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STIMULUS MONEY FOR THE ARTS? OF COURSE!

Why support the arts in this time of trouble? Seems frivolous to some. Not to me and not to anyone who cares to study the question. And speaking of studies, a new one co-authored by the U.S. Bureau of Economic Analysis documents that the arts contribute more to the economy than agriculture or transportation or warehousing - $763.6 billion. And the arts are a net plus of $20 billion for the US when it comes to its international trade balance.

But...

We are told to keep social distance, which means that venues from the Kennedy Center for the Performing Arts in Washington to Godfrey Daniels Coffee House in Bethlehem, Pennsylvania are shuttered or will be shuttered soon. Without audiences, no ticket sales. The venues struggle. Without audiences, no place for artists - basically small business people - to earn a living. In all, more than 5,000,000 workers are employed in the arts and culture industry, many of whom depend on open doors encouraging engaged audiences. And those 5,000,000 are only the salaried individuals working in the industry. Absorb that and add to your thinking that, according to the census, artists are 3.6 times more likely to be self-employed than the average American wage earner. So those self-employed artists are not counted as part of that 5,000,0000. And so they can expect no paid sick leave or other employment benefits.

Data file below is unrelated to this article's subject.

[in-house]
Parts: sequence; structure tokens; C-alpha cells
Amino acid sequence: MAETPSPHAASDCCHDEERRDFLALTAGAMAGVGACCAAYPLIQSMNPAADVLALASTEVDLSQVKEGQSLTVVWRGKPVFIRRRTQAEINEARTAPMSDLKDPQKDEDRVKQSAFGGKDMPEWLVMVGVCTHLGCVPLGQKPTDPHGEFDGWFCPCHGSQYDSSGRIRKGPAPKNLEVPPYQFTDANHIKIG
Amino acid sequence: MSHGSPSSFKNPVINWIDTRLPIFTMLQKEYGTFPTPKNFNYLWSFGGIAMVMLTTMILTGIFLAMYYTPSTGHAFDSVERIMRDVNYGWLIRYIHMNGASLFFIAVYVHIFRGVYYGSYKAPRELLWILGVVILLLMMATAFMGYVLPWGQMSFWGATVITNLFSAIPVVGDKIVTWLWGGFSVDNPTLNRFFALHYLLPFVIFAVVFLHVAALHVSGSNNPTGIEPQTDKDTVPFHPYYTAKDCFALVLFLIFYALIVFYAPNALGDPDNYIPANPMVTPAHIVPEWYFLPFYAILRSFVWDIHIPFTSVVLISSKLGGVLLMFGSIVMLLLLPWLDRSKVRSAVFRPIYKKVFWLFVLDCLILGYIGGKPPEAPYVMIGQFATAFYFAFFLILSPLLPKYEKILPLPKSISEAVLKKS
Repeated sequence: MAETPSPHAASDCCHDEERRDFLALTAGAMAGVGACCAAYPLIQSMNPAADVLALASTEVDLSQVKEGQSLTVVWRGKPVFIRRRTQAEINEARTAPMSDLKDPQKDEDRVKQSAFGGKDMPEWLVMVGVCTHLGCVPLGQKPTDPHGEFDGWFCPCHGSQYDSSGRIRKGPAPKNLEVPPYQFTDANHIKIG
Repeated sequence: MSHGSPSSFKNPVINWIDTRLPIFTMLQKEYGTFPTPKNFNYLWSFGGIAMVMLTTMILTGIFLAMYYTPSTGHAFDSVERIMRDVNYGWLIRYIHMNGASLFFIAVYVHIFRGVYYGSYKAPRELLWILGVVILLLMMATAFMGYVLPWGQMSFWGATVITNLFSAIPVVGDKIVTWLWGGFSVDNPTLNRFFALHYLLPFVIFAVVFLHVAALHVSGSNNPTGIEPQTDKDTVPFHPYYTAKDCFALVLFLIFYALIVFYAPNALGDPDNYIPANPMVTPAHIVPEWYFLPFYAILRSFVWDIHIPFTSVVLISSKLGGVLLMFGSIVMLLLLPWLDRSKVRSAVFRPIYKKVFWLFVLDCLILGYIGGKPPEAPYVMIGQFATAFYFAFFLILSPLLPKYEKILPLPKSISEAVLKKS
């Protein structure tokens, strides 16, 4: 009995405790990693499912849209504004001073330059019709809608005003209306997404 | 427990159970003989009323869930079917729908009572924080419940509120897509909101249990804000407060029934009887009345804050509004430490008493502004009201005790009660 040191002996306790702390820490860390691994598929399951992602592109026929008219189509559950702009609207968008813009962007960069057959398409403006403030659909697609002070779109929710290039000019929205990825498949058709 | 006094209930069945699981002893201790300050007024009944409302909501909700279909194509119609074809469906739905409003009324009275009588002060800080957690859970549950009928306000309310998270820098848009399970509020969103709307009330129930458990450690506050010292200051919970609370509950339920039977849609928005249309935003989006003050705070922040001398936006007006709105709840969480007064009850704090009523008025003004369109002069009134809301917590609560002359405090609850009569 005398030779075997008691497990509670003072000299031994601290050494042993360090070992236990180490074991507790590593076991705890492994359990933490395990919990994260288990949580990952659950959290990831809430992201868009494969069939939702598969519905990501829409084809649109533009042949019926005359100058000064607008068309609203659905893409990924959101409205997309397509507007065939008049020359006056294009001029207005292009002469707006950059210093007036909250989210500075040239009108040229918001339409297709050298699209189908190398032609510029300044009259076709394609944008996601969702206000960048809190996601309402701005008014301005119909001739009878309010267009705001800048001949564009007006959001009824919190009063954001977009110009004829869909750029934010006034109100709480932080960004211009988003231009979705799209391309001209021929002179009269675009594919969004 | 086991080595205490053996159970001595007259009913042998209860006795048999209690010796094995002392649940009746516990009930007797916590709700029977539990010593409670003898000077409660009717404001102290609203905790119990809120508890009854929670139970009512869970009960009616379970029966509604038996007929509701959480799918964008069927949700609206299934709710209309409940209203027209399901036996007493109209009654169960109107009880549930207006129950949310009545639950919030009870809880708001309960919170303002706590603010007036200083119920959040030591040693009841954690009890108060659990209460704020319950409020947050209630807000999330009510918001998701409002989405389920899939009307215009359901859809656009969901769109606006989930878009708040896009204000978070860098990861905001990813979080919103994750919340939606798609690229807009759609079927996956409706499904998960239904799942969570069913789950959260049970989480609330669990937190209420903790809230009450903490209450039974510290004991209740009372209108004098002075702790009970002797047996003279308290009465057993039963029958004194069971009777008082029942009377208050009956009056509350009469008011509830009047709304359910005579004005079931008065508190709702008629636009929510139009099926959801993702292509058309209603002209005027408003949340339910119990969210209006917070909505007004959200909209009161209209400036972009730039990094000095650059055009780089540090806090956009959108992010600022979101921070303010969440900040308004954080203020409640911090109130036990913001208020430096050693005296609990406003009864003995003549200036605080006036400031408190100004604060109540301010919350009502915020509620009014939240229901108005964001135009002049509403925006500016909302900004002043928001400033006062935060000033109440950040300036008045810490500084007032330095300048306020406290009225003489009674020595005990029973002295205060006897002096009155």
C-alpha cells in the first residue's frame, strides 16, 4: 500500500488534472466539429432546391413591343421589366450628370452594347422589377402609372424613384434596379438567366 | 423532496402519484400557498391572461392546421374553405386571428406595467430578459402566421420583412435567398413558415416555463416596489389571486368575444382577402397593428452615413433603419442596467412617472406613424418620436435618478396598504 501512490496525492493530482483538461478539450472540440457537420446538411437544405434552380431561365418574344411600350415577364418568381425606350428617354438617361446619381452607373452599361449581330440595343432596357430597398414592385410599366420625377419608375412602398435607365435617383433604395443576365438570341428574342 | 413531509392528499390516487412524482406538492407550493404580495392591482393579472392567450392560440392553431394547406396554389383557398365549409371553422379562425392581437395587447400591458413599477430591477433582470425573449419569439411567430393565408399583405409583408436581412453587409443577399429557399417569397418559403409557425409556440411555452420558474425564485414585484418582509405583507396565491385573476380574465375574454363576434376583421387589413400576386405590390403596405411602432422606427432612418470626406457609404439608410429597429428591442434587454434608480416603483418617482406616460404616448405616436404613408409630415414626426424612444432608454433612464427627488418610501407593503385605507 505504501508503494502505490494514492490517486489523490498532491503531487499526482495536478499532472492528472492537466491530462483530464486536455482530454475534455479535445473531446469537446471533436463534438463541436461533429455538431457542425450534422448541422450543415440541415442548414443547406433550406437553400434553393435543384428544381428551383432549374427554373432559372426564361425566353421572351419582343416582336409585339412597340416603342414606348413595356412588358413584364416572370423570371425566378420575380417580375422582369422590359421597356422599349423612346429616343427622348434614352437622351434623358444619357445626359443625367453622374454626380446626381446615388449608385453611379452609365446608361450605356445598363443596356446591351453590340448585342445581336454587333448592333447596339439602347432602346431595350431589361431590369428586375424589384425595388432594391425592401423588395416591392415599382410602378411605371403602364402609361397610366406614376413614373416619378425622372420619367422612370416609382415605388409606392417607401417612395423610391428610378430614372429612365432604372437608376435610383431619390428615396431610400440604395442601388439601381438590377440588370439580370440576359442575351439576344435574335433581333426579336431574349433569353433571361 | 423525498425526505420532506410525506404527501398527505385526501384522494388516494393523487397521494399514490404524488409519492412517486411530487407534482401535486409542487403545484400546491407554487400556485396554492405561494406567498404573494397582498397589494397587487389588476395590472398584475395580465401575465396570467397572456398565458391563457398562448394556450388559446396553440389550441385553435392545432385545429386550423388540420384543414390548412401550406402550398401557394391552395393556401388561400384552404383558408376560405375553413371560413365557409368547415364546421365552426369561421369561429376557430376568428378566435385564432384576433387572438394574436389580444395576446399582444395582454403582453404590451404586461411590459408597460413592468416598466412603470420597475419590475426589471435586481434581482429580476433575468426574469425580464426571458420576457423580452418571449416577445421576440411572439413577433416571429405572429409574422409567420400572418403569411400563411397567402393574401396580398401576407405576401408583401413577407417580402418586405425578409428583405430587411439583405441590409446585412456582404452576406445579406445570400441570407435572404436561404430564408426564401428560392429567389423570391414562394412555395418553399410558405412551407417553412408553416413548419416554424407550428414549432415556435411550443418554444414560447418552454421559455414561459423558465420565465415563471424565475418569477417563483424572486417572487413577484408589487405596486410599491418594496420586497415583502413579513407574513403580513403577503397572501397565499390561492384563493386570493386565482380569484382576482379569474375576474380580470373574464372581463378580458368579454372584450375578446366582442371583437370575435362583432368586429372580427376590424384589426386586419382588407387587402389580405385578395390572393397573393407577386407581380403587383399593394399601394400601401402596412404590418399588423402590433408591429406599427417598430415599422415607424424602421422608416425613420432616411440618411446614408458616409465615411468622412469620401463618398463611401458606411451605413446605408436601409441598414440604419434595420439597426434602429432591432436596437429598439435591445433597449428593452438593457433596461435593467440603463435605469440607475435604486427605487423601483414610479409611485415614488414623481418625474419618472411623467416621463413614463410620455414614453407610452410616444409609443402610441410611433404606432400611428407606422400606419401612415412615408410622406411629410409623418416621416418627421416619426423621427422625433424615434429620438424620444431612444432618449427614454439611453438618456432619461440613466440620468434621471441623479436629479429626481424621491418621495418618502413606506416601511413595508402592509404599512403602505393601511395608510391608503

If that's not enough for you to understand why there is money in the stimulus package for the arts, I simply can't help you.

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